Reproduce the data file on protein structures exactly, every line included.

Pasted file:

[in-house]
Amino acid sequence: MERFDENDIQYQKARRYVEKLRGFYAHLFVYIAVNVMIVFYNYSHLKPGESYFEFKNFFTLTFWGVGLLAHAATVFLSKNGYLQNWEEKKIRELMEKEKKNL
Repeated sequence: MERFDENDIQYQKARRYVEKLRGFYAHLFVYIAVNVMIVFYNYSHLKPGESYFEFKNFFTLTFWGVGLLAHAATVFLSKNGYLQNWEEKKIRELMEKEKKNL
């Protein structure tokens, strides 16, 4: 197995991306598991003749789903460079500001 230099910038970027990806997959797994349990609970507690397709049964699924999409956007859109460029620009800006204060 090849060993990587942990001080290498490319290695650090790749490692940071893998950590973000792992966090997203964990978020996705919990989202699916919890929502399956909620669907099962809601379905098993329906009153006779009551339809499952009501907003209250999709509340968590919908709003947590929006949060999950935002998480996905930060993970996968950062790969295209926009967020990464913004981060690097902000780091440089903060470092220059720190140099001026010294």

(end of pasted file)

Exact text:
[in-house]
Amino acid sequence: MERFDENDIQYQKARRYVEKLRGFYAHLFVYIAVNVMIVFYNYSHLKPGESYFEFKNFFTLTFWGVGLLAHAATVFLSKNGYLQNWEEKKIRELMEKEKKNL
Repeated sequence: MERFDENDIQYQKARRYVEKLRGFYAHLFVYIAVNVMIVFYNYSHLKPGESYFEFKNFFTLTFWGVGLLAHAATVFLSKNGYLQNWEEKKIRELMEKEKKNL
């Protein structure tokens, strides 16, 4: 197995991306598991003749789903460079500001 230099910038970027990806997959797994349990609970507690397709049964699924999409956007859109460029620009800006204060 090849060993990587942990001080290498490319290695650090790749490692940071893998950590973000792992966090997203964990978020996705919990989202699916919890929502399956909620669907099962809601379905098993329906009153006779009551339809499952009501907003209250999709509340968590919908709003947590929006949060999950935002998480996905930060993970996968950062790969295209926009967020990464913004981060690097902000780091440089903060470092220059720190140099001026010294």